As I stitched, a project shaped itself in my mind: a series of small pieces on a particular theme—too new to say more about, and it’s going to stretch my drawing skills past their comfort zone, but (like Lottie in Enchanted April, which I watched for the umpteenth time one Saturday as I stitched) I see it. It’s strange and exhilarating to have a creative vision fall from the tree fully-formed like a ripe apple—that’s not at all how writing a book works, where I have to card and spin the thread before I can stitch a row of words together.
I had everything I needed for this project on hand, except the right fabric. I’ve borrowed Sarah Benning‘s trick of using old, raggedy bedsheets for embroidery pieces, but the green one in my scrap pile isn’t quite right for what I mean to do. I was planning to scour some thrift shops when an unexpected treasure fell into my lap from Nextdoor—a neighbor three streets over offering a giveaway bag of linen and cotton scraps left from sewing projects. “Most pieces around six by six inches,” her notice read, and I gasped. Astonishingly, the next ad down—same neighbor!—was for free river rock. She has a few beds of stones she wants to replace, and she encouraged neighbors to come by and fill a bucket or barrow. I say “astonishingly” because that very morning I’d collected two or three smooth stones from around our yard and given them to Huck in a pan of soapy water to be washed and then painted in bright colors for edging our flowerbeds. If you happen upon any more stones like this in the yard, I’d told him, grab them for me because I need lots.
Now, thanks to this generous neighbor, I do have lots, a pail full, so our winter garden will be as bright as our spring, summer, fall. And in my studio there’s a bag of linen, blue, brown, cream, white, in strips and squares and odd shapes left by sleeves or pant legs. Even a few pockets, stitched, cut away, discarded, rediscovered and bulging with possibility. Happy new year, indeed.
Rilla, as you know, is eight years old, which means it’s her turn for the family tradition called Daddy Reads Mommy’s Martha Books to You. Which for all four of my daughters now has meant, as sure as the sun will rise, a sudden burning need to learn how to spin. I understand; the passion gripped me, too, when I was writing those books. I never did score myself a spinning wheel (it’s on the Someday list) but I had to have a drop spindle so I could know what it felt like to fumble along like beginner Martha. She got good at it way faster than I did, though. In my defense, she had Auld Mary for a teacher, whereas I? Didn’t even have YouTube yet. It was 1997, which means the internet helpfully told me what books to read.
January 25, 2013 @ 4:38 pm | Filed under: Handcrafts
Rilla found a Winky Cherry beginner sewing kit on the shelf—one of those things I’ve had stashed for ages and forgot we owned. I used to feel pangs of guilt over forgotten acquisitions, but they so often seem to turn up at exactly the right moment, such a nice surprise. She’s busily stitching away and I look forward to a menagerie of felt critters in the days ahead. Felt is the nicest thing for a beginner, don’t you think? For both sewing or embroidery. No hemming required, overstitch looks lovely, it’s stiff enough not to need an embroidery hoop (for small pieces, at least), and no matter what you do it always looks cozy and cheerful. I love Felt Wee Folk and Doodle Stitching for ideas.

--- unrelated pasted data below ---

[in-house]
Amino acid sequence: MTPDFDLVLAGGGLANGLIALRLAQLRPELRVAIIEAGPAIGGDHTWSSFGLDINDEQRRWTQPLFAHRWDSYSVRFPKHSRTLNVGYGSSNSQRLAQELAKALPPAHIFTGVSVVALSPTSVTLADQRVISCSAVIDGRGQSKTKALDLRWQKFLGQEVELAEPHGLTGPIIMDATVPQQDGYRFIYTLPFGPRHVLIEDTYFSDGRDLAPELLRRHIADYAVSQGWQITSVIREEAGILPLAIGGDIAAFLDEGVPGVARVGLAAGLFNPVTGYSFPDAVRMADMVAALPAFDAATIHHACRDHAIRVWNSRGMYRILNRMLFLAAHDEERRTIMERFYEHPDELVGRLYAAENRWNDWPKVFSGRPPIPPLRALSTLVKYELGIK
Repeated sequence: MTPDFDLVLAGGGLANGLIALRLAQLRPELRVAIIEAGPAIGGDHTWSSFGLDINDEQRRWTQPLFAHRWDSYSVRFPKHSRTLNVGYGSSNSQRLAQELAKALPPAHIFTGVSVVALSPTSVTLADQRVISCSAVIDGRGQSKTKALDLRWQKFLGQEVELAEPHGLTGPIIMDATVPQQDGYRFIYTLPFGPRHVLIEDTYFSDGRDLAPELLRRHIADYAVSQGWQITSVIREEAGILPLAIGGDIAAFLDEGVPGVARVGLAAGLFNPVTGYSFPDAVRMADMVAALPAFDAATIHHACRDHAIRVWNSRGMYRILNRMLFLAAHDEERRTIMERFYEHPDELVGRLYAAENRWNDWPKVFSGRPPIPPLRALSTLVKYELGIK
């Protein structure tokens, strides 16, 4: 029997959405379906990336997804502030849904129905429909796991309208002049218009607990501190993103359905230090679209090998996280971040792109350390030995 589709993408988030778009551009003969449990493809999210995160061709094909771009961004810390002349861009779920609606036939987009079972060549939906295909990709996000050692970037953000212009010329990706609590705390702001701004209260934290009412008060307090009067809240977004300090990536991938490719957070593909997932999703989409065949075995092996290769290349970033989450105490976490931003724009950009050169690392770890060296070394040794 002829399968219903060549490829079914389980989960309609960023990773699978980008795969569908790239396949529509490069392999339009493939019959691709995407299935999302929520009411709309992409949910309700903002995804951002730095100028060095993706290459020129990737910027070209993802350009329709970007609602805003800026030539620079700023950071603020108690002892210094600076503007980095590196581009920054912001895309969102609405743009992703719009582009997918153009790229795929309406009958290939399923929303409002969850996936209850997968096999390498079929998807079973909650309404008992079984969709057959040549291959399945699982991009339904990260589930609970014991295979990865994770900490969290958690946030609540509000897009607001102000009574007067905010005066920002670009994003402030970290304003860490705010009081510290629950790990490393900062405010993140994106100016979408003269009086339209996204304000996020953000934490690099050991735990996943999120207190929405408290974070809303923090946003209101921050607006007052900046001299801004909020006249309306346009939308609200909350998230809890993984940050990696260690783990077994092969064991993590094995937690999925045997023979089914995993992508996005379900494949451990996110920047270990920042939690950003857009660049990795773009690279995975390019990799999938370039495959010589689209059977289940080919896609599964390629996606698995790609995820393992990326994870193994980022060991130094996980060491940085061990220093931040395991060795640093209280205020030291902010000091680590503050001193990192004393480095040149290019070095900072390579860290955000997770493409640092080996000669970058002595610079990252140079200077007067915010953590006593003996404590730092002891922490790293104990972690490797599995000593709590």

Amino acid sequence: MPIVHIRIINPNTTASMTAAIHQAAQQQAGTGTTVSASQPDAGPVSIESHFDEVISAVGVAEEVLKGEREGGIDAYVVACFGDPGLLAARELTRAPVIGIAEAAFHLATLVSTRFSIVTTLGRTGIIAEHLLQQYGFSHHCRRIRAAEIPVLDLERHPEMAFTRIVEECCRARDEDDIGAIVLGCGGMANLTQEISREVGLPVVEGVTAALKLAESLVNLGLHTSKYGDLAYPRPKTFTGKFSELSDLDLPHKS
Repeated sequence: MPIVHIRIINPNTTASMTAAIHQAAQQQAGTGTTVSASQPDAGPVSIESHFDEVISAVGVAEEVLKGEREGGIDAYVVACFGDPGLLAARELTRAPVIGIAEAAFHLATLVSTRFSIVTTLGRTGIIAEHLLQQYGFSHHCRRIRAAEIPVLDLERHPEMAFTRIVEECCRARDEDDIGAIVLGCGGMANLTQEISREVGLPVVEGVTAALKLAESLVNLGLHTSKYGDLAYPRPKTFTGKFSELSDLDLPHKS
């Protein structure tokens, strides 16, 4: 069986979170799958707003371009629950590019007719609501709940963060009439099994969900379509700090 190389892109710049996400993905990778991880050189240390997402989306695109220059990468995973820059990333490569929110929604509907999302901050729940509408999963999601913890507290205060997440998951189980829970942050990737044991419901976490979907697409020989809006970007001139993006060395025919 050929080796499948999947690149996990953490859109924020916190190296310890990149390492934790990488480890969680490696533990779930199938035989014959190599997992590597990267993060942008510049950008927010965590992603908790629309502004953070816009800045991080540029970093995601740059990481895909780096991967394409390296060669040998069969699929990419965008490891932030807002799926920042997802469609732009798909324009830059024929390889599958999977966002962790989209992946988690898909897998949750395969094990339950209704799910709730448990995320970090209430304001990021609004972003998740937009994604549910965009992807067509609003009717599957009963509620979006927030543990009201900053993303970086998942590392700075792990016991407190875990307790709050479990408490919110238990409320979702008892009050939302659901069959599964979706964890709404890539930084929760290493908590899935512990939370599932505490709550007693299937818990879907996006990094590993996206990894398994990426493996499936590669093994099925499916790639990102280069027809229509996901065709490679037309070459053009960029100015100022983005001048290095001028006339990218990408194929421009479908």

I had all sorts of little stitchery projects going before Huck was born (a mere four years ago), but I put everything aside when he came along and haven’t returned to it since. (To my chagrin: I still owe a couple of quilt blocks to certain VERY UNDERSTANDING members of my virtual sewing circle, and I never even sent out my own fabric for them to magic into something wonderful. IT’S STILL ON MY LIST OF THINGS TO DO, THOUGH.) (I’m shouting at myself.)
We had planned to go to the zoo today to celebrate Beanie’s 12th (TWELFTH!!!!) birthday, but the rain foiled our plans. Perhaps next week. Among all the other delights of the zoo, I want to give Rilla and Huck a chance to pet a real sheep, feel the lanolin in its wool, for a little sheep-to-yarn rabbit trail I’ve planned for Rilla, who got knitting needles for Christmas. With pink cats on the ends! And how’s this for incentive to pick up my own needles: I was sent a KnitCrate package to review for my subscription-box series at GeekMom—it’s loverly. The two yarns they included are to swoon for. I’ll let you know when that post goes up, probably next week.
August 23, 2009 @ 12:39 pm | Filed under: Handcrafts
Technically, this isn’t a quilting project at all because I didn’t do any quilting and didn’t use batting. It’s just a pieced quilt top backed with fleece.
We adore it.
I had some Moda Objects of Desire charm packs and used everything except the prints with shoes on them. Found some green fleece that matches the green prints exactly: joy!